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Das Rheingold launches what is perhaps the single most ambitious project in opera, Richard Wagner’s Der Ring des Nibelungen.
This live performance of Laurent Pelly’s Glyndebourne staging of
Humperdinck’s affectionately regarded fairy tale opera, was recorded at
Glyndebourne Opera House in July and August 2010, and the handsomely produced
disc set — the discs are presented in a hard-backed, glossy-leaved book and
supplemented by numerous production photographs and an informative article by
Julian Johnson — is certainly stylish and unquestionably recommendable.
Recorded at a live performance in 2012, this CD brings together an eclectic
selection of turn-of-the-century orchestral songs and affirms the extraordinary
versatility, musicianship and technical accomplishment of mezzo-soprano
Once I was: Songs by Ricky Ian Gordon features an assortment of
songs by Ricky Ian Gordon interpreted by soprano Stacey Tappan, a longtime
friend of the composer since their work on his opera Morning Star at
the Lyric Opera of Chicago.
Alfredo Kraus, one of the most astute artists in operatic history in terms of careful management of technique and vocal resources, once said in an interview that ‘you have to make a choice when you start to sing and decide whether you want to service the music, and be at the top of your art, or if you want to be a very popular tenor.’
In generations past, an important singer’s first recording of Italian arias would almost invariably have included the music of Verdi.
With celebrations of the Verdi Bicentennial in full swing, there have been
many grumblings about the precarious state of Verdi singing in the world’s
major opera houses today.
In the thirty-five years immediately following its American première at the Metropolitan Opera in 1914, Italo Montemezzi’s ‘Tragic Poem in Three Acts’ L’amore dei tre re was performed in New York on sixty-six occasions.
Few operas inspire the kind of competing affection and controversy that have surrounded Mozart’s Così fan tutte almost since its first performance in Vienna in 1790.
During his career in film, opera, and operetta, Richard Tauber (1891 - 1948) enjoyed the sort of global fame that eludes all but the tiniest handful of ‘serious’ singers today.
Known principally for its two concert show-pieces for the leading lady, the success of Francesco Cilea’s Adriana Lecouvreur relies upon finding a soprano willing to take on, and able to pull off, the eponymous role.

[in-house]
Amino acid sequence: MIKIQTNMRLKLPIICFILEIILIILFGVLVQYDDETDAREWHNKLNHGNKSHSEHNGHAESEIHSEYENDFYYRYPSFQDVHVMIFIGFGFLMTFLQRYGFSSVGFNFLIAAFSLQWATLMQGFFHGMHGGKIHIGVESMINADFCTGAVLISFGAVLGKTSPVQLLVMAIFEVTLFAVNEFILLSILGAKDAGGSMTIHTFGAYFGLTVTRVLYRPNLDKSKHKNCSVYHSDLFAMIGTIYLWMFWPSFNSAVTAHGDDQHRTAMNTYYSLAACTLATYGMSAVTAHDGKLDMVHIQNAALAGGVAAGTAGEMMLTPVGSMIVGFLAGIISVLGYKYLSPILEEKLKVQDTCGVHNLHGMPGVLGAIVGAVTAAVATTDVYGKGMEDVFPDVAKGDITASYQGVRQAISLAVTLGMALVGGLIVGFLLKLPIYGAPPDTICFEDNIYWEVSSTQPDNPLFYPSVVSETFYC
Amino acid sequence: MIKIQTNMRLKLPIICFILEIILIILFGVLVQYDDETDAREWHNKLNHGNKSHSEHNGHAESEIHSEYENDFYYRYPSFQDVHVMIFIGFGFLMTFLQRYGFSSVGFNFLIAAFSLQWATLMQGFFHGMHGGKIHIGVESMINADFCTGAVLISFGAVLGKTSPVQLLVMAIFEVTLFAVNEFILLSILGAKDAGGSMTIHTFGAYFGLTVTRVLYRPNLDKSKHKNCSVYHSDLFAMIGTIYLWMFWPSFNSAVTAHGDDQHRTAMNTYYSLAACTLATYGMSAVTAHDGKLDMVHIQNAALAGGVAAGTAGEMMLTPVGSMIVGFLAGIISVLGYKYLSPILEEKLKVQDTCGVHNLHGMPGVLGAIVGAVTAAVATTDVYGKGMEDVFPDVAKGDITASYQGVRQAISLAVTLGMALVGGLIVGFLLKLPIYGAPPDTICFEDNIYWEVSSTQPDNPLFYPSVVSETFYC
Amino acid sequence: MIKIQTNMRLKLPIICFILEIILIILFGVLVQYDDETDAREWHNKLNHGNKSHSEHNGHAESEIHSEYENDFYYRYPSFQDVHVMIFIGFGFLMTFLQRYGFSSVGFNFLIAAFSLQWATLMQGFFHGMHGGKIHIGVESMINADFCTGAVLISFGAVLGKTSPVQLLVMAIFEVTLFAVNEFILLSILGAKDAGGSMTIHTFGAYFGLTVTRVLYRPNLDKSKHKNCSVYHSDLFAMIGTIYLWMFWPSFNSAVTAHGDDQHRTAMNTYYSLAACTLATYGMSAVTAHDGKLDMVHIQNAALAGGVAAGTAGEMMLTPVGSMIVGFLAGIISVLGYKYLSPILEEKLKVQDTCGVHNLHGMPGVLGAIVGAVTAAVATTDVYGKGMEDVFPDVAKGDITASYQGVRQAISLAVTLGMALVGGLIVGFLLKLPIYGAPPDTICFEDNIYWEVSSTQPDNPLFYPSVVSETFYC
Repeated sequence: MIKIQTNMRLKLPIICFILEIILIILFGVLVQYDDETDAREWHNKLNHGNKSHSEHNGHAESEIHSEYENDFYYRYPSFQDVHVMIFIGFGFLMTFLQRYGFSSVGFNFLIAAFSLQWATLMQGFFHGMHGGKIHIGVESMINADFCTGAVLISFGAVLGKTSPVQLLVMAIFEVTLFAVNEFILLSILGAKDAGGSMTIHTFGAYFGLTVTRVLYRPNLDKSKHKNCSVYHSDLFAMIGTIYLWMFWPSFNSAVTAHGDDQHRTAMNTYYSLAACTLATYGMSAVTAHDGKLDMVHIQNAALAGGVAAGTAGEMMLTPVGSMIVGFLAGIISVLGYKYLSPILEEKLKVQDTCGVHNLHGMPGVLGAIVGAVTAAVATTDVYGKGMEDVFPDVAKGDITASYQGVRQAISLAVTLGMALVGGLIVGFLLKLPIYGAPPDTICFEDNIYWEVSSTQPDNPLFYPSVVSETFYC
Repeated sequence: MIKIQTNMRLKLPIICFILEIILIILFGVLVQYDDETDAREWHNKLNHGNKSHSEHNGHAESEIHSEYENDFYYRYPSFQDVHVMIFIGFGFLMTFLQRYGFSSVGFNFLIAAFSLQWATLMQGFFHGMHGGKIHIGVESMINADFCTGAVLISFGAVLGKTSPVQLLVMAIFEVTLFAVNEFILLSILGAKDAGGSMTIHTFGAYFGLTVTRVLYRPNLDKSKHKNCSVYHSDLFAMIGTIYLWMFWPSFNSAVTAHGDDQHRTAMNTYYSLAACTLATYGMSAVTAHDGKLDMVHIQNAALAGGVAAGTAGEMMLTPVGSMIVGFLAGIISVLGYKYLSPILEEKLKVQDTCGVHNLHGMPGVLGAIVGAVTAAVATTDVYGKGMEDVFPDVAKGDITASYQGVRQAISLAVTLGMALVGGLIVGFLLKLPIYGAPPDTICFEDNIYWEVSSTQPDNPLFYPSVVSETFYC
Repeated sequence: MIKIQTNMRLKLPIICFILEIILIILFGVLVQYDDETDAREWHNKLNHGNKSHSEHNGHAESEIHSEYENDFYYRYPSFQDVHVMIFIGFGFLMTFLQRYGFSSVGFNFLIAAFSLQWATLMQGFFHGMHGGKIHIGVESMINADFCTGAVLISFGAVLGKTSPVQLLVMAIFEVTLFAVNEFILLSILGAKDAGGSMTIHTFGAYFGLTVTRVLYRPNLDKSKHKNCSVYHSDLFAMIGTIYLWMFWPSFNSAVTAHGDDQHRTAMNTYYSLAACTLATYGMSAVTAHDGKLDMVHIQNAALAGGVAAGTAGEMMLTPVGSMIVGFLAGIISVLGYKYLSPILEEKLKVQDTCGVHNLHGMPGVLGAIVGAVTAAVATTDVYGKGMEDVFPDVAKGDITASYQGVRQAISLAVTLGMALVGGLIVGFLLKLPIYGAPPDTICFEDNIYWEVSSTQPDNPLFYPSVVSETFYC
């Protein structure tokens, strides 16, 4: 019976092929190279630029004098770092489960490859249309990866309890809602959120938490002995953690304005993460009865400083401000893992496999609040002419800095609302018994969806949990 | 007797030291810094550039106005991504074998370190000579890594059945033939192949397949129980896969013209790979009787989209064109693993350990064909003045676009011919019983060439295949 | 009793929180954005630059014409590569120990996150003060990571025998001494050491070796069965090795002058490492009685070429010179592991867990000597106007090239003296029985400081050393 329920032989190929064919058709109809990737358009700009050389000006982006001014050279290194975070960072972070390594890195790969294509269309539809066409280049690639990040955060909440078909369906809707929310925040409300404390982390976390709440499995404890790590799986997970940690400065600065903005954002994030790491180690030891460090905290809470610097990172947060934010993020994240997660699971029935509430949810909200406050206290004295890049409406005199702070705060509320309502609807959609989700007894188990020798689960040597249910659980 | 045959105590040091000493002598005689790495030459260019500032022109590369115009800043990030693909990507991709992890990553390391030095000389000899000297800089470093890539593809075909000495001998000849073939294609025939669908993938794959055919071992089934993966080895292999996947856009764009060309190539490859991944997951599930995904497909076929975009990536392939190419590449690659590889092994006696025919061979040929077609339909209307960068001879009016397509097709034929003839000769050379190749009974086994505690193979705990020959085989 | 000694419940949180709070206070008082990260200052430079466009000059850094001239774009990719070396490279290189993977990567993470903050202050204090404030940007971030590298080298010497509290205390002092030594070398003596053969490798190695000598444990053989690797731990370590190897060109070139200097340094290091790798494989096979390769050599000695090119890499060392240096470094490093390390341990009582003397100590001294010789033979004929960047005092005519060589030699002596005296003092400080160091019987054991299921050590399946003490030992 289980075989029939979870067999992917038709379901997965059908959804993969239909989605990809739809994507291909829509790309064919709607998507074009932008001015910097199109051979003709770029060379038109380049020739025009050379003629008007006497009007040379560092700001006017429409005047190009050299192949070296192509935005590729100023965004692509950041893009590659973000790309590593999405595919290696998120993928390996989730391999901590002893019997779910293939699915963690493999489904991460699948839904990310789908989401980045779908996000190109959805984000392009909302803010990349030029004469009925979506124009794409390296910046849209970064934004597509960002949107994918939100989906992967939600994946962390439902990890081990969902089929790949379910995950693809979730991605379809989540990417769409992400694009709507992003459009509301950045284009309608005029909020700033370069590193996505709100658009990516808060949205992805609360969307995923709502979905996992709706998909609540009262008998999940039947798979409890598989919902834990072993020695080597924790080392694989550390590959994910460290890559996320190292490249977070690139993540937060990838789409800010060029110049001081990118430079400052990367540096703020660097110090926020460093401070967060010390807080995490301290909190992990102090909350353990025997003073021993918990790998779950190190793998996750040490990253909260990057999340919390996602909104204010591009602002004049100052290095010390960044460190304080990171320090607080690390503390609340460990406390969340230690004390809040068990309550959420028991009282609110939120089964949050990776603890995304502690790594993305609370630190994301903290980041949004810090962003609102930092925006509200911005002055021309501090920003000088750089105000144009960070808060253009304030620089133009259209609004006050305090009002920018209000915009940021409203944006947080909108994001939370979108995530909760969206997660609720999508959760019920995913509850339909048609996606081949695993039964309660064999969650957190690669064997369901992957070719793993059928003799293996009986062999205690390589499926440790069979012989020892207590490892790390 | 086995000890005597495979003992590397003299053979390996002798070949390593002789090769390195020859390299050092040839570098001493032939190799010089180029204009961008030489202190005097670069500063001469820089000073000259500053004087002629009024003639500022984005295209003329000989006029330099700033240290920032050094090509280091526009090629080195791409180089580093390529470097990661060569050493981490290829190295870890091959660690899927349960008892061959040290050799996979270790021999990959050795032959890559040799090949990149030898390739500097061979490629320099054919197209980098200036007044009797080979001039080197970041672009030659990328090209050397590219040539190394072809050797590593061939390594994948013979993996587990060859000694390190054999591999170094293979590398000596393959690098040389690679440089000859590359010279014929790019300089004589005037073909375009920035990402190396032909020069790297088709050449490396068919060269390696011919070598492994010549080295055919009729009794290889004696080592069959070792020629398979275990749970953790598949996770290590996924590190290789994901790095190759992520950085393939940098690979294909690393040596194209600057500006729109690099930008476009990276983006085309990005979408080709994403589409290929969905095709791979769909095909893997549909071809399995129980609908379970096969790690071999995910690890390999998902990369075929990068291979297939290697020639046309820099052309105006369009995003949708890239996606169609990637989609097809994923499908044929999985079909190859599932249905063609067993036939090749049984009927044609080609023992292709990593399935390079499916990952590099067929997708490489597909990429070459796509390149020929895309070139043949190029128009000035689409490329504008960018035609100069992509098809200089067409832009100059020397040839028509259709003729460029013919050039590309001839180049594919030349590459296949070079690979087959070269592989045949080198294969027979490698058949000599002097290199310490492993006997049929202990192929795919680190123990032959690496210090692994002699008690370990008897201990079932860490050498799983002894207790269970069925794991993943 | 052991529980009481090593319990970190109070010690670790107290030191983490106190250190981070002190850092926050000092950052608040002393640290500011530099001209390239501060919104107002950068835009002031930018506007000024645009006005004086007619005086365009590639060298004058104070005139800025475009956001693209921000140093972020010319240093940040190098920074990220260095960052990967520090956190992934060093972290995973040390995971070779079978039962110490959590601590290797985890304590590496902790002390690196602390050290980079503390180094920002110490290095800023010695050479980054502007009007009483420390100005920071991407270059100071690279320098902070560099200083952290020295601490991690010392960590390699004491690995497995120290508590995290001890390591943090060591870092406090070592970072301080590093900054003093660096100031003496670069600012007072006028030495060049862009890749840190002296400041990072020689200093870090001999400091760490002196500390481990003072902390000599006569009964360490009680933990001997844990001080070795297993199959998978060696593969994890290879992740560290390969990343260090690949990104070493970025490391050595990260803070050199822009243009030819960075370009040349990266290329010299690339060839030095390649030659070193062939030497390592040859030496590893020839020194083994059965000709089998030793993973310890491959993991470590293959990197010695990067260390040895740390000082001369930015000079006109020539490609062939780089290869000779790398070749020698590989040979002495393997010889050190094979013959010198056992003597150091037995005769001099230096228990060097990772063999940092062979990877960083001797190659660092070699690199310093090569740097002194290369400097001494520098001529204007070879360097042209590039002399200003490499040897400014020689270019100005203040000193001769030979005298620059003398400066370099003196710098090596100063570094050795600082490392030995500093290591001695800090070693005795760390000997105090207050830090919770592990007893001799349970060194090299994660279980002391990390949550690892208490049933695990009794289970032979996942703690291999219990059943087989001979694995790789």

It would be condescending and perhaps even offensive to suggest that singing
traditional Spirituals is a rite a passage for artists of color, but the musical heritage of the United States has been greatly enriched by the performances and recordings of Spirituals by important artists such as Paul Robeson, Marian Anderson, Leontyne Price, Martina Arroyo, Shirley Verrett, Grace Bumbry, Jessye Norman, Barbara Hendricks, Florence Quivar, Kathleen Battle, Harolyn Blackwell, and Denyce Graves.
As a companion to their excellent Great Wagner Singers boxed set
compiled and released in celebration of the Wagner Bicentennial, Deutsche
Grammophon have also released Great Wagner Conductors, a selection of
orchestral music conducted by five of the most iconic Wagnerian conductors of
the Twentieth Century, extracted from Deutsche Grammophon’s extensive
There could be no greater gift to the Wagnerian celebrating the Master’s
Bicentennial than this compilation from Deutsche Grammophon, aptly entitled
Great Wagner Singers.
What better way for Masonic brothers, Wolfgang Amadeus Mozart and Emmanuel Shikaneder to disseminate Masonic virtues, than through the most popular musical entertainment of their age, a happy ending folktale that features a dragon, enchanting flutes and bells, mixed-up parentage, and a beautiful young princess in distress?
Since its first performance at the Teatro Santi Giovanni e Paolo during Venice’s 1643 Carnevale, Monteverdi’s L’Incoronazione di Poppea has been one of the most important milestones in the genesis of modern opera despite its 250 years of unmerited obscurity.
Though 2013 is the bicentennial of the births of Giuseppe Verdi and Richard Wagner, the releases of Cecilia Bartoli’s recording of Bellini’s Norma on DECCA, a new studio recording of Donizetti’s Caterina Cornaro from Opera Rara, and this première recording of Saverio Mercadante’s forgotten I due Figaro, suggest that this is the start of a summer of bel canto.